Soldiers loyal to Syria's President Bashar al-Assad raise their weapons while carrying pictures of him at Sbeineh town, southern Damascus, after they took control of it from rebel fighters last week. (SANA/REUTERS)

A string of Syrian government gains in the Damascus suburbs and mounting pressure on rebels in the northern part of the country are likely to complicate Western efforts to persuade the opposition to attend planned peace talks, analysts say.

Five towns south of Damascus, Syria’s capital, have fallen into army hands in the past 10 days, according to rebels. In the north, a rebel commander was killed in Aleppo, where the opposition was forced to issue an order this week for all armed groups to mobilize at the front lines.

After more than 21 / 2 years of conflict, the United States, Russia and the United Nations are scrambling to bring the two sides to the negotiating table in Geneva before the end of the year. But both the political opposition and its armed forces have outlined preconditions for talks.

Analysts say the government gains will make the task of getting the opposition to participate even more difficult, because the rebels will be unlikely to want to negotiate while they are on the back foot militarily.

“Whenever there is any international diplomatic effort, the regime tries to make more military advances,” said Musab Abu Qatada, spokesman for the rebel military council in Damascus.

Clashes continued Friday on the farms around Hujeira, which on Wednesday became the latest suburb to fall. Abu Qatada said the string of defeats, in which rebels lost more than 50 fighters, leave them more vulnerable in the besieged suburbs of Moadamiya, to the west, and Eastern Ghouta.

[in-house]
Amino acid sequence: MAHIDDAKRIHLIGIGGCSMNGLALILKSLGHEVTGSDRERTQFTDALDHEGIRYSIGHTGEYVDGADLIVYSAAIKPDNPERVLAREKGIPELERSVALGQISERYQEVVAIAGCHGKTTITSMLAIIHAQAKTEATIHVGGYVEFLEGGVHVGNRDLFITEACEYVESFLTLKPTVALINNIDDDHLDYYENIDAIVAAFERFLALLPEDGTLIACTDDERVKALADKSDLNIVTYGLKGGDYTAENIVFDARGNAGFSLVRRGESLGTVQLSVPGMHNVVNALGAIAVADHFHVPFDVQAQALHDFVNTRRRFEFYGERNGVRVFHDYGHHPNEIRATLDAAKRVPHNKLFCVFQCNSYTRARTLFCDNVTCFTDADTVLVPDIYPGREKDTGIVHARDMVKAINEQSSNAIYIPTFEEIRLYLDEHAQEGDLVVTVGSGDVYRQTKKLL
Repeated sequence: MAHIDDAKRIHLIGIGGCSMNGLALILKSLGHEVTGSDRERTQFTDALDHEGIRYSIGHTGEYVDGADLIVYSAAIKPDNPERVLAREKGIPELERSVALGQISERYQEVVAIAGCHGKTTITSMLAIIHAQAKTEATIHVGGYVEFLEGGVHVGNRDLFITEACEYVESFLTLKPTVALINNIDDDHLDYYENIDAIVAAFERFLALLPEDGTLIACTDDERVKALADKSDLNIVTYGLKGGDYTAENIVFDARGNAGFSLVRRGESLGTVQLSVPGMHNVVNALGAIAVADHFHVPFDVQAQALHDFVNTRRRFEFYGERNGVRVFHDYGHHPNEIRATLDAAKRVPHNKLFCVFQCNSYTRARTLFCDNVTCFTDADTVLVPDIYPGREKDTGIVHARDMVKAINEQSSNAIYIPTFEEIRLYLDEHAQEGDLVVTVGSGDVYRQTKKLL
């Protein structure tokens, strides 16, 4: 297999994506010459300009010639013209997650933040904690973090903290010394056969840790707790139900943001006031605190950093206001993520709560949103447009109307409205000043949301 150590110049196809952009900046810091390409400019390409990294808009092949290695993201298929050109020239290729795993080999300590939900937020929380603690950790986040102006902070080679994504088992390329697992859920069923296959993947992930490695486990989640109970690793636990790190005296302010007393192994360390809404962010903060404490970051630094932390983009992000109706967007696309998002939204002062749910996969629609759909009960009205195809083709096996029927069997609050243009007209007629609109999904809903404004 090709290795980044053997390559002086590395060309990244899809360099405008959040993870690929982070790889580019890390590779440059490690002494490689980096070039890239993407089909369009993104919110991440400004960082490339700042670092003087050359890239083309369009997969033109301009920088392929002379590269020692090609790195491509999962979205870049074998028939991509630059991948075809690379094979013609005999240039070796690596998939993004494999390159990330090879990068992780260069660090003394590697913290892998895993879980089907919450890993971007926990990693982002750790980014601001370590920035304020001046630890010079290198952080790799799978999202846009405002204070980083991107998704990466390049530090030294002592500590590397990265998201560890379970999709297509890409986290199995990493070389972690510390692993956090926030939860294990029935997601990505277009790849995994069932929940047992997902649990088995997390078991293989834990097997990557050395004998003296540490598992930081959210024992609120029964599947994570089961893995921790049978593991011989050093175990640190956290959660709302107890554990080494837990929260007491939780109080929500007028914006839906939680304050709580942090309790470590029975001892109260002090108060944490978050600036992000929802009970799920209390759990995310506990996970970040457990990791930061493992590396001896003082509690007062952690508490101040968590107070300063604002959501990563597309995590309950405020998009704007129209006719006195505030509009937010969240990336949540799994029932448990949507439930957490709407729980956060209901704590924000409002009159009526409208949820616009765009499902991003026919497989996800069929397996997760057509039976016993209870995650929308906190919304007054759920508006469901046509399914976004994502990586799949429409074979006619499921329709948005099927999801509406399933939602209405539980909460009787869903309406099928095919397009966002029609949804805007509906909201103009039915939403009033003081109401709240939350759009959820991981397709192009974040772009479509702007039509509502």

The opposition also says that the deal for Syria to hand over its chemical weapons has shifted focus as President Bashar al-
Assad’s government continues to crush rebel-held areas, hemming them in and cutting food supplies.

The Hague-based Organization for the Prohibition of Chemical Weapons met Friday to finalize a plan for the destruction of about 1,300 tons of Syrian chemical weapons and precursors. One issue is where the work would be carried out. In a setback late in the day, Albania, after protests outside its parliament, rejected a request from the United States to provide a site.

While the Syrian opposition concedes that the government — backed by forces from the Lebanese Shiite group Hezbollah — is making small but steady gains near the capital and in the central province of Homs, it claims to be repelling advances in Aleppo, including in the vicinity of the airport.

After the army pushed forward last week, rebel groups, including the powerful Tawhid Brigade and al-Qaeda-linked Jabhat al-Nusra, issued an emergency call Monday for all armed formations to join the front lines.

In a blow to the rebels’ efforts, Abdul Qader Saleh, the leader of Tawhid, was wounded in an air raid in Aleppo province Thursday. He was recovering Friday in a Turkish hospital. Youssef al-
Abbas, whom the British-based Syrian Observatory for Human Rights described as Tawhid’s finance chief, was killed in the air raid, rebels and activists said.

“The government certainly feels as though it has a certain amount of momentum,” said Salman Shaikh, director of the Brookings Doha Center. “I think its main plan is to fortify Damascus and its heartland, while also attracting fighters to the north. It will complicate efforts by international players to engage with some of these groups and persuade them not to veto [the planned talks in] Geneva. They will be more willing to fight it out.”

Ahmed Ramadan contributed to this report.